Time to take a VERY serious look at the interrogation technique(s) taught to investigators that for decades have been identified as being “chronically” responsible for false confessions. The public deserves it, officers should demand it or just like Chicago, the courts and the Justice Department will be on YOUR back!

At least that’s the way I see it…

Stan B. Walters, CSP
“The Lie Guy®”
The Interview Room

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Meet Hubris: An Interrogtion Assassin

It should be no surprise by now that there are cases of wrongful conviction that have occurred as a direct result of false or coerced confessions.  The statistics show that false or coerced confessions are responsible for 25% of the wrongful convictions overturned using DNA evidence.  What continues to amaze me is how no one accepts the responsibility for the root cause – training, faulty training, or the lack thereof.

In the last couple of weeks, I’ve read several accounts of false confession cases and in several of those reports, the question of the techniques the interrogators used was discussed.  The answers given by the interrogators, their agencies, and the trainers all had the same theme – it’s not our fault.

I read responses such as “He wouldn’t have confessed if he weren’t guilty.” “They didn’t use our technique correctly.” “We don’t interrogate innocent people.” “Innocent people don’t confess.”

Appalling attitude!  What hubris!!

I’ll say it again… the greatest risk to any interview is the “Interrogation Assassin.”  His real name is “pre-conception” and hubris is his birthright.

Just my opinion…

Stan B. Walters, CSP
“The Lie Guy®”
The Interview Room

Join me on Twitter & Facebook

False Confessions: Huge Lurking Liability for Businesses

For quite some time we have been deeply concerned and rightfully so, about false confessions that result in wrongful criminal convictions in the criminal justice system. But private businesses are operating in ignorance if they think their interviews and interrogations are also not creating a huge liability for their bottom line as well as their brand, and employee morale.

You may be surprised to know that of the wrongful convictions overturned using DNA, 25% of those cases involve false confessions. Just as shocking is that fact that in 75% of those overturned cases, bad contaminated victim interviews or flawed eye witness interview played a key role in the wrongful conviction.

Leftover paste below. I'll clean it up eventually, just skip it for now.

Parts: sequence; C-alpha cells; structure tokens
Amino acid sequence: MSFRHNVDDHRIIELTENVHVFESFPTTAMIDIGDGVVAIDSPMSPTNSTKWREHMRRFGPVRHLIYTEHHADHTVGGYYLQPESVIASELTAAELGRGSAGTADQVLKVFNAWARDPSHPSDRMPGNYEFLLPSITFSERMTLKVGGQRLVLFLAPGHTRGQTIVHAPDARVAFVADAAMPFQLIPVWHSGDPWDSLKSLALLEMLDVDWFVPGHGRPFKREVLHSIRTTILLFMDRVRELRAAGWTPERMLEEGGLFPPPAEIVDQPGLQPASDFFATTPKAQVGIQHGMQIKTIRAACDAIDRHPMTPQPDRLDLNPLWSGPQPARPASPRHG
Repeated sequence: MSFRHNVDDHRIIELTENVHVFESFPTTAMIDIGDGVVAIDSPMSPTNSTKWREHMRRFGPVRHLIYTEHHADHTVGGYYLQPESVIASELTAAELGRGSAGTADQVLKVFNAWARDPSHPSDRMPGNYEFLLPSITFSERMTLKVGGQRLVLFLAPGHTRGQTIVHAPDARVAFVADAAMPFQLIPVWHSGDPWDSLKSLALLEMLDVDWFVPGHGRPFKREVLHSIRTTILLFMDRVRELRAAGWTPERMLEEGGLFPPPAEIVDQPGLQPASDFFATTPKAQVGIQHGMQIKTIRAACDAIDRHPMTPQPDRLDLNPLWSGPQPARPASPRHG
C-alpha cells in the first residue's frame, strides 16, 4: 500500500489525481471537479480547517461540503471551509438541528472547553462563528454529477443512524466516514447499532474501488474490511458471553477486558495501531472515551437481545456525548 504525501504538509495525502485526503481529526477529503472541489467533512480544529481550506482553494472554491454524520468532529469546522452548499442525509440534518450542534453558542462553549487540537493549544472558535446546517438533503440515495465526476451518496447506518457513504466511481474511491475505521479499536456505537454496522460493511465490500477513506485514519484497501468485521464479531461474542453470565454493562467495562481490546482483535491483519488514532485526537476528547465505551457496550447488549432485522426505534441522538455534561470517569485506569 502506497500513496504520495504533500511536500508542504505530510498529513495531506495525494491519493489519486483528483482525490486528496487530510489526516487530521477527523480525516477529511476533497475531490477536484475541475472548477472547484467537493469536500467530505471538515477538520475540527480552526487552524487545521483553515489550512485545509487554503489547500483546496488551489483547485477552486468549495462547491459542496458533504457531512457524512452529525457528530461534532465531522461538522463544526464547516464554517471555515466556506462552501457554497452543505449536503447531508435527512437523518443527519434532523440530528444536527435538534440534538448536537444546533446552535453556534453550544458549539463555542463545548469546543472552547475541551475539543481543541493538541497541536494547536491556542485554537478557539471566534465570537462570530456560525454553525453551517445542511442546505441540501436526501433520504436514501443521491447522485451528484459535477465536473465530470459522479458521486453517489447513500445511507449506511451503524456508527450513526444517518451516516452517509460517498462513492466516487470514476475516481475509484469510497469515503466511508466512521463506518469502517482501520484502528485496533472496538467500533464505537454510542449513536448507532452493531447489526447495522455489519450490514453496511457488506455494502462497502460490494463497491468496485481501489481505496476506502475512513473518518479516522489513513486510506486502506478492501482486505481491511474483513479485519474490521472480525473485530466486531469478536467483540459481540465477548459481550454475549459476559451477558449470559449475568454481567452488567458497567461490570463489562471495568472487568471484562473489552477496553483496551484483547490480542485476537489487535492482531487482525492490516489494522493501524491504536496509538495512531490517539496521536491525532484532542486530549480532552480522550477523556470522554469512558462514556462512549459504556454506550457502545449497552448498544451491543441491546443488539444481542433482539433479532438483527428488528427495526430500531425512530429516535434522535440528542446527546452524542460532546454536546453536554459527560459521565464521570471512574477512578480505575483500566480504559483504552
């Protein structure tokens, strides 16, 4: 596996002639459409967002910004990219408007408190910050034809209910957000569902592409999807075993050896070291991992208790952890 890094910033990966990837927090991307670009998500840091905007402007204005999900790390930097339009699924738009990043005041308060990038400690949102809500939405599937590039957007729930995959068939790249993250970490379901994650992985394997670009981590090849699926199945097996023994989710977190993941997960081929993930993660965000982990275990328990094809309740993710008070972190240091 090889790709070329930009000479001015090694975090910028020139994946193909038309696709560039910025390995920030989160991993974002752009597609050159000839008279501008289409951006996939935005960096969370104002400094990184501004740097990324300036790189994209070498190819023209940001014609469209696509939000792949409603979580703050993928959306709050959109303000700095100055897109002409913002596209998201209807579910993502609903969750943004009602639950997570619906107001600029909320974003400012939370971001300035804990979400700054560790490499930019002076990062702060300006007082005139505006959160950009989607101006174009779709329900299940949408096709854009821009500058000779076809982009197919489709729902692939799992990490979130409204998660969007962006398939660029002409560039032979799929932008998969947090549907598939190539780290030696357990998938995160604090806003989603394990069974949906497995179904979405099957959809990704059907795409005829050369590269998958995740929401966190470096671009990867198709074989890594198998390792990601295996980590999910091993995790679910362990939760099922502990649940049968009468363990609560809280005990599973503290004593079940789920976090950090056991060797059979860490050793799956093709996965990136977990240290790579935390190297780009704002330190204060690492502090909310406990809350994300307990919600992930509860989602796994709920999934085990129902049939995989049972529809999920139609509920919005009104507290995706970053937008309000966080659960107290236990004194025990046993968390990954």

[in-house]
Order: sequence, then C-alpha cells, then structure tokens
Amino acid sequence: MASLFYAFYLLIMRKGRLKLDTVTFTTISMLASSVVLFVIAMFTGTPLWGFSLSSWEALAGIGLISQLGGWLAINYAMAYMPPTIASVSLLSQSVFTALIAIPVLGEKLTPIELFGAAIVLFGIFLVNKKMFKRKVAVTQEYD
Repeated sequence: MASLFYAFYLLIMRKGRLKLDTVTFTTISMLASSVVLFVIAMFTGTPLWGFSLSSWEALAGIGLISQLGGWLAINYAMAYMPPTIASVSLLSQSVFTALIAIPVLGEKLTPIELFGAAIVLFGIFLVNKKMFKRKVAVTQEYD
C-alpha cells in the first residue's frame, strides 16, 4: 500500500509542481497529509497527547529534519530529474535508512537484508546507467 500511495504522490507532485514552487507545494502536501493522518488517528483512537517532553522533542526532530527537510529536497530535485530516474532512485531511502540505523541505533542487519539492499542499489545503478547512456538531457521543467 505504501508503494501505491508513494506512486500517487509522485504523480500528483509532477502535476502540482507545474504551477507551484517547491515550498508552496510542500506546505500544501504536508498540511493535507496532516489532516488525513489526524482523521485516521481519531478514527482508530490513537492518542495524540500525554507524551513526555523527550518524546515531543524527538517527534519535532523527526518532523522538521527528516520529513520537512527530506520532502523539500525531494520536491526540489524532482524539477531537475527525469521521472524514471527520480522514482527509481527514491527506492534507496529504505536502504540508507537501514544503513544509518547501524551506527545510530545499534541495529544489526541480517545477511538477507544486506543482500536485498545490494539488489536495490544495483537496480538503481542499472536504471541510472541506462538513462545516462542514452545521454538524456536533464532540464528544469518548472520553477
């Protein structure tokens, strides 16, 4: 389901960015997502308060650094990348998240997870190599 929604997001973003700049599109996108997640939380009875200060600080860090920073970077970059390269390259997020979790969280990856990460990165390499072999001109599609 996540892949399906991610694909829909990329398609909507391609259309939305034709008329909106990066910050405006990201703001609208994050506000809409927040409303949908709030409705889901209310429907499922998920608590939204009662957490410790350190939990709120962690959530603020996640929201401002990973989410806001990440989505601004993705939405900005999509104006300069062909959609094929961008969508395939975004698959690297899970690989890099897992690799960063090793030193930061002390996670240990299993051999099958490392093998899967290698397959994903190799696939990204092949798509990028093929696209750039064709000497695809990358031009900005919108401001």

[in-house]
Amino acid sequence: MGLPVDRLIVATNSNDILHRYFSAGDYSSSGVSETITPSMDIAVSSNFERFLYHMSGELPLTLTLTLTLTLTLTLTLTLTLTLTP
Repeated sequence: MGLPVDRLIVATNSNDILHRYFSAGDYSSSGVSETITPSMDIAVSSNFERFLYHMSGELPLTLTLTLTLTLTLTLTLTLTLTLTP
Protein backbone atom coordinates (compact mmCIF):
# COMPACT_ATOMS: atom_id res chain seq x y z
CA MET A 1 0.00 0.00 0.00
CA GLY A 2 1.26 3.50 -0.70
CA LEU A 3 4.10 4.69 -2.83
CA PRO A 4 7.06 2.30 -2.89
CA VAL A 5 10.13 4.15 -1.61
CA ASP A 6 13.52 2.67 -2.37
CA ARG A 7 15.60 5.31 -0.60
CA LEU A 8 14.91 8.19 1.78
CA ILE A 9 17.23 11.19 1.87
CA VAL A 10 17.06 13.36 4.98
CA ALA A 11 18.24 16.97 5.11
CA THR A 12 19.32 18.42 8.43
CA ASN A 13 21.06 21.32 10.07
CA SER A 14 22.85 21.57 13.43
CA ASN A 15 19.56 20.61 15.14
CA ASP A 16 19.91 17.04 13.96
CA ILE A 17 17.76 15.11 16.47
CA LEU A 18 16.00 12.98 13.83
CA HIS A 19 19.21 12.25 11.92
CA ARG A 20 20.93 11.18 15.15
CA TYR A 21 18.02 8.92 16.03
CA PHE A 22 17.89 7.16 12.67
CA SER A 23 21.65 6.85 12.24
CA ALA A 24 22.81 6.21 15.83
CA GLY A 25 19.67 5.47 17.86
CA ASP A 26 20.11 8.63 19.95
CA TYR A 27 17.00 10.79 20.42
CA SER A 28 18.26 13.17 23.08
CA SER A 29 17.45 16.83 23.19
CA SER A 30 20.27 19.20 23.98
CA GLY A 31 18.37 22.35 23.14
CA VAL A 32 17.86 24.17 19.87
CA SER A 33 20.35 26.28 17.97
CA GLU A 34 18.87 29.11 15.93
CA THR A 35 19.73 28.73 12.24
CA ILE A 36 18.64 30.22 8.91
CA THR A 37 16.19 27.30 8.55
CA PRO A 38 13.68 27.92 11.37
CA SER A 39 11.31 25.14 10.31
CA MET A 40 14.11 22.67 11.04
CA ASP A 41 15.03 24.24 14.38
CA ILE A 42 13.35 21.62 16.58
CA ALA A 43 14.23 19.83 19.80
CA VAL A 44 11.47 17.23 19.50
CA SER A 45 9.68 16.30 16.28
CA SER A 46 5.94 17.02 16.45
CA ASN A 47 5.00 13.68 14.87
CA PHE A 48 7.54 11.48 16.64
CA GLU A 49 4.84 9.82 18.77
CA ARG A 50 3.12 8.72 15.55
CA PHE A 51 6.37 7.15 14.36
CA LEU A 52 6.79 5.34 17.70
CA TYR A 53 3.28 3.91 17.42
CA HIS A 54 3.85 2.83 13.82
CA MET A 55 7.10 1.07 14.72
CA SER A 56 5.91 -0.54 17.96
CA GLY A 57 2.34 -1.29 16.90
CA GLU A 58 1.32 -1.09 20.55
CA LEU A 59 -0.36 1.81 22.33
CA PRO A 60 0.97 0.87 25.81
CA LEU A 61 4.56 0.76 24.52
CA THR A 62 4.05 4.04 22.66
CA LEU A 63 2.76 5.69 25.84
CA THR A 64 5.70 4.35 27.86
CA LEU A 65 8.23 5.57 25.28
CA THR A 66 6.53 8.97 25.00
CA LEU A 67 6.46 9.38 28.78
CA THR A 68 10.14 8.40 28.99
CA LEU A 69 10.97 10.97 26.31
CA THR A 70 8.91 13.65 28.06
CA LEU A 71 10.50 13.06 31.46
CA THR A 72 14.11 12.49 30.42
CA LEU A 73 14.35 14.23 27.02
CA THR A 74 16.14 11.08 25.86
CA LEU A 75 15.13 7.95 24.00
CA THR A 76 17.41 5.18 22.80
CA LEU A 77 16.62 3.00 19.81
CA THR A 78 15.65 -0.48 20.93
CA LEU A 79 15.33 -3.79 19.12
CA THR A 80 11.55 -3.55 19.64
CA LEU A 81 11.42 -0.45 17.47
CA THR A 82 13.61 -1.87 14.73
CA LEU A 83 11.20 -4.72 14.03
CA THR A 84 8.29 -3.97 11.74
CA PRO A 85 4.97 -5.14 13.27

We shouldn’t be surprised, really. The same flawed methods and tactics taught and used in the criminal justice community are just being carried over to corporate loss prevention and security. Why would we think that false confessions and wrongful dismissals wouldn’t also occur? Just because we carry some form of certification, it doesn’t mean the techniques taught and used are not fraught with scientific flaws and inherently coercive tactics. As a result, corporate entities taking huge losses up to millions of dollars for flaws and coercive techniques being used by their loss prevention and security personnel.

It’s time for corporate loss prevention, security, and safety professionals to pay more attention to their interview and interrogation training. If the techniques they are using or training their personnel to use result in false confession in the criminal justice arena, why would you think it is NOT going to have the exact same results and creat the same liabilities and risks for private corporations? Why not just ahead and write the blank checks because you are going to get burned.

Buyer beware! How about corporate loss prevention beware of the methods and techniques your train your personnel to use. I can’t imagine why your corporate legal department let’s you continue to take those risks with your bottom line.

Just my opinion. But it appears the courts agree with me.

Stan B. Walters, CSP
“The Lie Guy®”
The Interview Room